India has the world's fourth largest railway network with over 22,593 operating trains (9141 freight and 13,452 passengers) with a daily passenger count of over 24 million passengers and 223.88 million tonnes of freight. India's railway network is recognised as one of the largest railway systems in the world under single management.
The railway network is also ideal for long-distance travel and movement of bulk commodities, apart from being an energy-efficient and economic mode of conveyance and transport. Indian Railways is also a preferred carrier of automobiles in the country.
Indian Railways has electrified 52,247 Route Kilometers (RKMs) till March 31, 2022, which is about 80% of the total broad-gauge network (65,141 RKMs) of Indian Railways.
It's no secret that the Indian Railway today is huge, but the journey wasn't an easy one. In this blog, we will take you through the 169-year journey of the Indian railways in a phased manner.
Phase I (1853-1899)
The first passenger train of India travelled from "Bori Bunder (Bombay) to Thane" on 16 April 1853 covering a distance of 34 kilometres. This train was hauled by three locomotives named Sahib, Sindh & Sultan and almost 400 passengers boarded the train on its first run.
This rail network was a result of an alliance between the East Indian Company & The Great Indian Peninsular Railway ( GIPR).
In May 1854, the Bombay–Thane line was extended to Kalyan with the Thane viaducts over the Thane creek (India's first railway bridge).
Following its success, two further routes, one in east India and the other in south India, were introduced in 1854 and 1856, respectively.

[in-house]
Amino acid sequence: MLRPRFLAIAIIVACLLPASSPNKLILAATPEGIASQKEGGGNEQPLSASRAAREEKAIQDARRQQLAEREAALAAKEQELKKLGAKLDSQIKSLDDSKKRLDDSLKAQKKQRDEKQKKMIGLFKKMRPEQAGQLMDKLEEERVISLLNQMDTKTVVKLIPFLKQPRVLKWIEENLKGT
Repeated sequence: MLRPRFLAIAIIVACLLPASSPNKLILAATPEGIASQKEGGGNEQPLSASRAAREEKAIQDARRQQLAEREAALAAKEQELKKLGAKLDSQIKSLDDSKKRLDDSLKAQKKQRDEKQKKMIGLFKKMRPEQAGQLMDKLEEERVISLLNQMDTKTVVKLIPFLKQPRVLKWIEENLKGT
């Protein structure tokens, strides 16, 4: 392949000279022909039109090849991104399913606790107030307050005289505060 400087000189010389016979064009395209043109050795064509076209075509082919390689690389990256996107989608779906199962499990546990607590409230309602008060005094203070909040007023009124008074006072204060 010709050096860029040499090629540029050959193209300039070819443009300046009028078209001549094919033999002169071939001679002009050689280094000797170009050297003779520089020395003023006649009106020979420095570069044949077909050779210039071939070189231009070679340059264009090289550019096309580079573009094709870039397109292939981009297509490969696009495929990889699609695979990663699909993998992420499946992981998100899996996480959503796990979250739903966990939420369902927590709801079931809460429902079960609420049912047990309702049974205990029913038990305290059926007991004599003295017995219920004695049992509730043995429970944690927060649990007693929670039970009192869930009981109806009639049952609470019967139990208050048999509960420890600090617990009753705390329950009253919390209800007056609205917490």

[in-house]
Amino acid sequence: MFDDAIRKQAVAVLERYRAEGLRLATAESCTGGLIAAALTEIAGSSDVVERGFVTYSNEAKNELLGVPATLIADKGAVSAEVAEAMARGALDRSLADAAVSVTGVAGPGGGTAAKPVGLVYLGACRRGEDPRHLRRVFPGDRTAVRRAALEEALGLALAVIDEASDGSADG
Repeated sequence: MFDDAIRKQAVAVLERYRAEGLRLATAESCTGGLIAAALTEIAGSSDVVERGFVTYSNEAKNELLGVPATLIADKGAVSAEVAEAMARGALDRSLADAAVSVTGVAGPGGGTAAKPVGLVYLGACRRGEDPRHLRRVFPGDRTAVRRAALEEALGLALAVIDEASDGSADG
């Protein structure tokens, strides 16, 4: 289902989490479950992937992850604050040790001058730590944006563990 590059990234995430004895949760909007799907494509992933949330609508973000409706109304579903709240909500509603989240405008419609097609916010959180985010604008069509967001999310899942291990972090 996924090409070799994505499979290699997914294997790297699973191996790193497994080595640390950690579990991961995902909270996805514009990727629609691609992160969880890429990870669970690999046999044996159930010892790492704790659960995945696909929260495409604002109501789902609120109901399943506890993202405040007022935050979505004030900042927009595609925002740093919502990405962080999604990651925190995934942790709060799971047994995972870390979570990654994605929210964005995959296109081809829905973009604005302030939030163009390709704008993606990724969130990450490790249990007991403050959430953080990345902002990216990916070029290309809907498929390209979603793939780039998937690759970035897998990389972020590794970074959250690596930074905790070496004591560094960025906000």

The Calcutta-Delhi line was opened later in 1864, while the Allahabad-Jabalpur line followed in 1867. Both lines were attached to GIPR. The first passenger train in eastern India ran from Howrah (near Calcutta) to Hoogly, a distance of 24 miles (39 km), on 15 August 1854. South India's first passenger train ran from Royapuram–Veyasarapady (Madras) to Wallajah Road in Arcot, a distance of 60 miles (97 km), on 1 July 1856. It was built and operated by the Madras Railway.
By the end of 1869, Indian railways created more than 6000 miles of the rail network.
The early phase of the Indian railway system was entirely funded by private companies because the British government guaranteed a 5% interest rate on capital expenditures on railways.
In total, eight railway companies were established between 1855 and 1860, including Eastern India Railway, Great India Peninsula Company, Madras Railway, Bombay Baroda and Central India Railway.
But this system proved slow and costly, so in 1869 the Government of India decided to develop the railway as a "state enterprise" and after 1880 Railways were built by both private & state-owned agencies.
Three important points from the early development of the railway.